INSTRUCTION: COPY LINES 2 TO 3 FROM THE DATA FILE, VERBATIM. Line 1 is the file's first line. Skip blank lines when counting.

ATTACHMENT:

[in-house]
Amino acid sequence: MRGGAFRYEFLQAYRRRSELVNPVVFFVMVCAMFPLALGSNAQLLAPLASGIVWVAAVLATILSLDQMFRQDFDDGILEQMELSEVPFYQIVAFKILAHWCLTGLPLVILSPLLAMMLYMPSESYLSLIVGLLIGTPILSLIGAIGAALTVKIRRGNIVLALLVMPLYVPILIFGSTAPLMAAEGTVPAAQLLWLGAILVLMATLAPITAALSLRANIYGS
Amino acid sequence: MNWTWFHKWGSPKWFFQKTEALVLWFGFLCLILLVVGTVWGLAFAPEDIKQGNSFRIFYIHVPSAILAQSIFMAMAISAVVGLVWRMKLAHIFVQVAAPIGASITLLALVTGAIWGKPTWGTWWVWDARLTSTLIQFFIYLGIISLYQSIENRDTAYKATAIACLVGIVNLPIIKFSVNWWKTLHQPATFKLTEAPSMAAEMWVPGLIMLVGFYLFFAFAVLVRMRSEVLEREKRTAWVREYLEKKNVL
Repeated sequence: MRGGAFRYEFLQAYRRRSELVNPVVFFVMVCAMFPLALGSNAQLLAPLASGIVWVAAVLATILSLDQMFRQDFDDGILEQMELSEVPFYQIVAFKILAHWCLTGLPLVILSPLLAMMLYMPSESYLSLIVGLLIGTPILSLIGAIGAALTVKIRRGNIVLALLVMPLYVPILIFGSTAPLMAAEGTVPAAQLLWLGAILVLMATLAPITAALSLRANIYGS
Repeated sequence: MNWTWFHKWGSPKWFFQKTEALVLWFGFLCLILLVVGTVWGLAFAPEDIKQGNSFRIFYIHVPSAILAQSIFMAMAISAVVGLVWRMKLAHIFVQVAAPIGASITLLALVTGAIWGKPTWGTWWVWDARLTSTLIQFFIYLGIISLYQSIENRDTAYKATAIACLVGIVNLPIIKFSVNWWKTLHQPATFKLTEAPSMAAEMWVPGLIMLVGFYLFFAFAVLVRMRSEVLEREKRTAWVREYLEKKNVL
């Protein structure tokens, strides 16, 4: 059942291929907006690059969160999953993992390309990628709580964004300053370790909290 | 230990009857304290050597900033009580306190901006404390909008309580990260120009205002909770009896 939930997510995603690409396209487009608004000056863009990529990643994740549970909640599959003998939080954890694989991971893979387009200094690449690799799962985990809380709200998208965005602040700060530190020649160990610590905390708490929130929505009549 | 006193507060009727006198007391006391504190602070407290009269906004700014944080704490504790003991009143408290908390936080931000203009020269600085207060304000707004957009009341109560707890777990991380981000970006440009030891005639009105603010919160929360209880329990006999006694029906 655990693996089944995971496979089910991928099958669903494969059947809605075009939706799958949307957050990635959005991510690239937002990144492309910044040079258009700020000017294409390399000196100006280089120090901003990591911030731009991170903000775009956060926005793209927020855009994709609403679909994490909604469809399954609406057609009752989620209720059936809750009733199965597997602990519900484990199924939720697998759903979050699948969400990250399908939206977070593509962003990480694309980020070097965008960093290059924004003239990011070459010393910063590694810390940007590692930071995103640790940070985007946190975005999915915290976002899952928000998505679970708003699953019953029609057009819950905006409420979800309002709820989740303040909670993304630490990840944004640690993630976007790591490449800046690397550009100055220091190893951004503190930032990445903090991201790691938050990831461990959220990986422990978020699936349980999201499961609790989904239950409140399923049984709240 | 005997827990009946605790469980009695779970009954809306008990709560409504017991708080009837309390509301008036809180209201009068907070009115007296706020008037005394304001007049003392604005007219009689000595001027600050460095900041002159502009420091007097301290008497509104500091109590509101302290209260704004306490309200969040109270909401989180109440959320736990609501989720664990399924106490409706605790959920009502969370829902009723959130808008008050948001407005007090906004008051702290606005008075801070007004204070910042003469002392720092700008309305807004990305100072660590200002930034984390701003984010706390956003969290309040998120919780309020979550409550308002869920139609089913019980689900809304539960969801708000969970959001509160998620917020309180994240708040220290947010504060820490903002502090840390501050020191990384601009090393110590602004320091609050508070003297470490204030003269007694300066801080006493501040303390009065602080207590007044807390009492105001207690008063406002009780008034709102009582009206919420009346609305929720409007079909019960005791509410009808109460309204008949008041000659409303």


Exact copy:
Amino acid sequence: MRGGAFRYEFLQAYRRRSELVNPVVFFVMVCAMFPLALGSNAQLLAPLASGIVWVAAVLATILSLDQMFRQDFDDGILEQMELSEVPFYQIVAFKILAHWCLTGLPLVILSPLLAMMLYMPSESYLSLIVGLLIGTPILSLIGAIGAALTVKIRRGNIVLALLVMPLYVPILIFGSTAPLMAAEGTVPAAQLLWLGAILVLMATLAPITAALSLRANIYGS
Amino acid sequence: MNWTWFHKWGSPKWFFQKTEALVLWFGFLCLILLVVGTVWGLAFAPEDIKQGNSFRIFYIHVPSAILAQSIFMAMAISAVVGLVWRMKLAHIFVQVAAPIGASITLLALVTGAIWGKPTWGTWWVWDARLTSTLIQFFIYLGIISLYQSIENRDTAYKATAIACLVGIVNLPIIKFSVNWWKTLHQPATFKLTEAPSMAAEMWVPGLIMLVGFYLFFAFAVLVRMRSEVLEREKRTAWVREYLEKKNVL